Public report cards are one tool in a wider suite of approaches to increase the accountability and performance of service providers, particularly in the healthcare field [16]. Report cards, variously called consumer reports, score cards, citizen report cards and quality assessment reports [7], are primarily targeted to consumers and compare the performance of specific providers along a number of indicators. Most of the existing research on the use of healthcare quality report cards originates in high-income countries, primarily the United States. In such settings, report cards are often intended to inform the choice of provider (e.g., [1]) and may serve to complement regulatory approaches to maintain performance and quality standards [6]. In contrast, report card initiatives in low- and middle-income countries tend to focus on facilitating citizen engagement and priority setting by introducing monitoring and accountability to the public sector [4,8]. Research in a range of low-income settings suggests that report cards can improve provider accountability, for instance, by improving local community oversight and engagement which can motivate providers and lead to joint action to address larger problems. [912]. The effectiveness of these initiatives in improving quality of care in low-income settings, however, has not yet been firmly established.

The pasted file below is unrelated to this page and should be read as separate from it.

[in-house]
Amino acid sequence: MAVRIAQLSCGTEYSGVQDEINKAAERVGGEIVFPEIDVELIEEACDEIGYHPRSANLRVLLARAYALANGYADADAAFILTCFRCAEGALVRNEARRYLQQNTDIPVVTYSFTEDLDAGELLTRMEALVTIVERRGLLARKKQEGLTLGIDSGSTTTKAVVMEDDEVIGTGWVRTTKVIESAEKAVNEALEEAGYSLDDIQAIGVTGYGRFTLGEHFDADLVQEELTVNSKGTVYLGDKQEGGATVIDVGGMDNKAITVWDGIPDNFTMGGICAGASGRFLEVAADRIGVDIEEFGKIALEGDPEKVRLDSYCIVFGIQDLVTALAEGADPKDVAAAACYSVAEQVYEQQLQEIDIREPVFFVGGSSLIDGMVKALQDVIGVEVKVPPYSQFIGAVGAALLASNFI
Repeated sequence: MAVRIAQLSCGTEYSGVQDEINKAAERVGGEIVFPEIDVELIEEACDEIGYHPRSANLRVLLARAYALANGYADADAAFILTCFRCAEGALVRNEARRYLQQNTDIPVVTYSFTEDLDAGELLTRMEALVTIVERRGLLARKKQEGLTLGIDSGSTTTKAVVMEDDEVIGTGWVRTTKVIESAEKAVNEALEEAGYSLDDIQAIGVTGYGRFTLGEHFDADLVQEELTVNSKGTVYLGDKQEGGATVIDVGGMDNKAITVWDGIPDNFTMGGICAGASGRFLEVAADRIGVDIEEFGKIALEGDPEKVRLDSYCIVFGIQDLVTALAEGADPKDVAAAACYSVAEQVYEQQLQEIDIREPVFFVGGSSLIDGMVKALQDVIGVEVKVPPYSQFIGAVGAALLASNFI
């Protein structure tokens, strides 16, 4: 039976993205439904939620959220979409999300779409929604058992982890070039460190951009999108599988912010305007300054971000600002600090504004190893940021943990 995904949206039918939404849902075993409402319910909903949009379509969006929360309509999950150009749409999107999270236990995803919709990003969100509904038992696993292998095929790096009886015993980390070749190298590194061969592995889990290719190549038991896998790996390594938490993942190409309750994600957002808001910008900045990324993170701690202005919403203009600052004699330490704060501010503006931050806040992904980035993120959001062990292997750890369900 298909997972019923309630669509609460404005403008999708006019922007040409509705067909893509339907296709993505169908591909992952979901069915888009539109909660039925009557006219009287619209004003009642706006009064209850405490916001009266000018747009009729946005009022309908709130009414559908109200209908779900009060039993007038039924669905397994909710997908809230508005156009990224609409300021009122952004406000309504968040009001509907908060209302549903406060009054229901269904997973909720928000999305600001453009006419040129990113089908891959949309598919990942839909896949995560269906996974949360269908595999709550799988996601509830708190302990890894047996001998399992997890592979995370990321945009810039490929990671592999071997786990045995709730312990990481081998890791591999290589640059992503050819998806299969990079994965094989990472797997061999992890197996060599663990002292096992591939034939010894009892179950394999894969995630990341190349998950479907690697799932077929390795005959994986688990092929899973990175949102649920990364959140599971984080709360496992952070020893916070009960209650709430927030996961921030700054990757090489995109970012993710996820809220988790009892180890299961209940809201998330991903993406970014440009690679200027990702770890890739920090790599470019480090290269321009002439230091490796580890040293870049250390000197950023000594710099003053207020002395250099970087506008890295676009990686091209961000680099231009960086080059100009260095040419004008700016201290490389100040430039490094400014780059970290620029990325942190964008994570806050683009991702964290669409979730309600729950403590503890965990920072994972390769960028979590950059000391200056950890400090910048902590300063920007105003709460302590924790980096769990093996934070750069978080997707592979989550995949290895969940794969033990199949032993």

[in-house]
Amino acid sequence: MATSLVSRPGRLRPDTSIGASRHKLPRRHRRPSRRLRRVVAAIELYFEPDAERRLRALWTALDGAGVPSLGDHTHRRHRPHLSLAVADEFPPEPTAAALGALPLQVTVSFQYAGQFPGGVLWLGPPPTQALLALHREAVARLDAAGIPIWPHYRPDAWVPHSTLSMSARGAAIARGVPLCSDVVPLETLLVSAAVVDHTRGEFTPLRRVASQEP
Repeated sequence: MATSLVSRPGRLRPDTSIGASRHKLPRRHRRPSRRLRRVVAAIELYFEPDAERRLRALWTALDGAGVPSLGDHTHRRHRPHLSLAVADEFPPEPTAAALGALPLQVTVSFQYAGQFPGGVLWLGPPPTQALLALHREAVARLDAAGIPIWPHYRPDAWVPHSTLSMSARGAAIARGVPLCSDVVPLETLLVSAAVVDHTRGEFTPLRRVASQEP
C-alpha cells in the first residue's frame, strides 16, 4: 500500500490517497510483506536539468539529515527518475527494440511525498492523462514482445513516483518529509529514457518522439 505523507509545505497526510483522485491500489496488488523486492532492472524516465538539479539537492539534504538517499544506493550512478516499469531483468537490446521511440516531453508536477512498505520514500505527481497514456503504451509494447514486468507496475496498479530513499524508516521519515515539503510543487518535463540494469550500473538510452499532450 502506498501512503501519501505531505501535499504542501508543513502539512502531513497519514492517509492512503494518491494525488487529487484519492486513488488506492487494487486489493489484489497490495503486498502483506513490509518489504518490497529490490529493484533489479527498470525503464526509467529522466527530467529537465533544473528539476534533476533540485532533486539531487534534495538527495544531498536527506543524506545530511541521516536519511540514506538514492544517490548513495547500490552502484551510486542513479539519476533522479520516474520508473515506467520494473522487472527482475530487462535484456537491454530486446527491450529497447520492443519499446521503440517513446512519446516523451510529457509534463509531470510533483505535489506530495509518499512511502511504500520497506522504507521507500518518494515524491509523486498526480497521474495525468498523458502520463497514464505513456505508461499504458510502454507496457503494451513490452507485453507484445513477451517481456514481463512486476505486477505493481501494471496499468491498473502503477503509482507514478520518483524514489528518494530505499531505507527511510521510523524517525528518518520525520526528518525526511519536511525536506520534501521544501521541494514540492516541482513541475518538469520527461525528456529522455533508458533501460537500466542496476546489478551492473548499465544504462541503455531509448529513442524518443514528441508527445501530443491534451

While a number of developing countries have employed some form of a report card (e.g., [24,10,11]), little is known about these consumers’ understanding of the aims and content of report cards, or about their preferences for report card presentation [4,13]. Exploring these areas is important, as report cards could have potentially high impact in improving service provision and quality in resource-constrained settings [7,13,14].